By kind permission of John King, Author
The problems of social indiscipline that manifest themselves in times of war were obviously still concerning some of the leaders of the community. Luffman tended to be silent on the issue, but Farquhar writing for the July magazine complained that the majority of people showed no appreciation of their altered circumstances. He blamed the greater quantities of money that were circulating, causing selfishness, materialism, empty churches and loose living.
A separate paragraph was devoted to the Women Patrols of the National Union of Women Workers. There were altogether 5,842 ‘devoted women’ engaging in patrolling the streets, open spaces and parks (did he mean Northbrook?) as ‘friends’ of the girls and to safeguard the interests of the young people who nightly throng them. ‘These patrols always work in couples, wearing a distinctive armlet of striped drill, and are authorised by the Home Secretary and have official recognition from the War Office and Admiralty’. The note concluded with an ‘earnest appeal’ for more workers for the district who could give two hours a week in the evening. The work was full of interest and opportunity. Names would be gladly received by Miss Absolom at 31A Leyland Road, Lee.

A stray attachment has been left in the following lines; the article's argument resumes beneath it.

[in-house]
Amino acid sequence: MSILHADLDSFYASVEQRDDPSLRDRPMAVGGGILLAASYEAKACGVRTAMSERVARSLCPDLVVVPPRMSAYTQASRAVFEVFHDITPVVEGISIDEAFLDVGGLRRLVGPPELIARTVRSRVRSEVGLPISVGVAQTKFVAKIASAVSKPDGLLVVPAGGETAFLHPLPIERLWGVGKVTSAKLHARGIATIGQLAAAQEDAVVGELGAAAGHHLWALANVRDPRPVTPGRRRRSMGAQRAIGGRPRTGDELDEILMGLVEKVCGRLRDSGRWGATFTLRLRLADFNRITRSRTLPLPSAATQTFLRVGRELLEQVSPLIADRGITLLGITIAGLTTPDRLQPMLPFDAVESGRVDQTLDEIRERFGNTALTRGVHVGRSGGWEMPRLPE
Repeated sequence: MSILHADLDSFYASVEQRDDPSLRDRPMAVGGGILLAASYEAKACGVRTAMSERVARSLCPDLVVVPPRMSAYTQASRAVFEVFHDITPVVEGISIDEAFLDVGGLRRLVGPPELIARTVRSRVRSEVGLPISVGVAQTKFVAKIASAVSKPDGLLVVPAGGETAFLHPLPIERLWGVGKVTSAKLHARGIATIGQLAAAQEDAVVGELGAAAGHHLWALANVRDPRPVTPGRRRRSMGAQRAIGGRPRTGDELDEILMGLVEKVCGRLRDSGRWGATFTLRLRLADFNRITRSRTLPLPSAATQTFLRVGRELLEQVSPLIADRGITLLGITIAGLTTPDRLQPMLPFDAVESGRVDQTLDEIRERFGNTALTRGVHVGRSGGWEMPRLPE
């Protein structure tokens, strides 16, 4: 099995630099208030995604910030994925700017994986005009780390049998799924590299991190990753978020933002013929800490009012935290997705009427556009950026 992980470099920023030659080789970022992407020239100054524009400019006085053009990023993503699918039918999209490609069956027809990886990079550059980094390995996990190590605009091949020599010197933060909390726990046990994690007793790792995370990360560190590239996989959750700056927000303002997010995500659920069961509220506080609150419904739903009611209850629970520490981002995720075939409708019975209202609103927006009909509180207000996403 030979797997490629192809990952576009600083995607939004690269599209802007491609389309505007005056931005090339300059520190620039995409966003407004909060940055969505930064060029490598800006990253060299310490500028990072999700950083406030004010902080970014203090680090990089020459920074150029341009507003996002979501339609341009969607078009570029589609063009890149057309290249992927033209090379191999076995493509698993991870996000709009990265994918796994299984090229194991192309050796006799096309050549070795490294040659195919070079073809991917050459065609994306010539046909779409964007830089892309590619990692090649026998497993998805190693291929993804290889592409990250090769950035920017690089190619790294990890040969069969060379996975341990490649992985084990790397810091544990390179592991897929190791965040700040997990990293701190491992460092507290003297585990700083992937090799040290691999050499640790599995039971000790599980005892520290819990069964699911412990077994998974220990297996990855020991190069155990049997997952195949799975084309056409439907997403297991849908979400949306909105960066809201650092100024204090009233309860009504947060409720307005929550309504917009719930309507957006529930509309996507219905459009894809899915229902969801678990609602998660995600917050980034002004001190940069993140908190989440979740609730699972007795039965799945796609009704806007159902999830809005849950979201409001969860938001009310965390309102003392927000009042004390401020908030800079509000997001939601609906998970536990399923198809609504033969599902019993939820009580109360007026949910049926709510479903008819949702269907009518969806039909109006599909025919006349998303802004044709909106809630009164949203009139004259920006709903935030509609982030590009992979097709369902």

There appeared to be no problem from the women soldiers in the Barracks whose organisation had become the Queen Mary’s Army Auxiliary Corps. Thus on 17 July 1918 the wedding took place at St Augustine’s between Sam Boyd from Aldershot and Elizabeth Powell, QMAAC.
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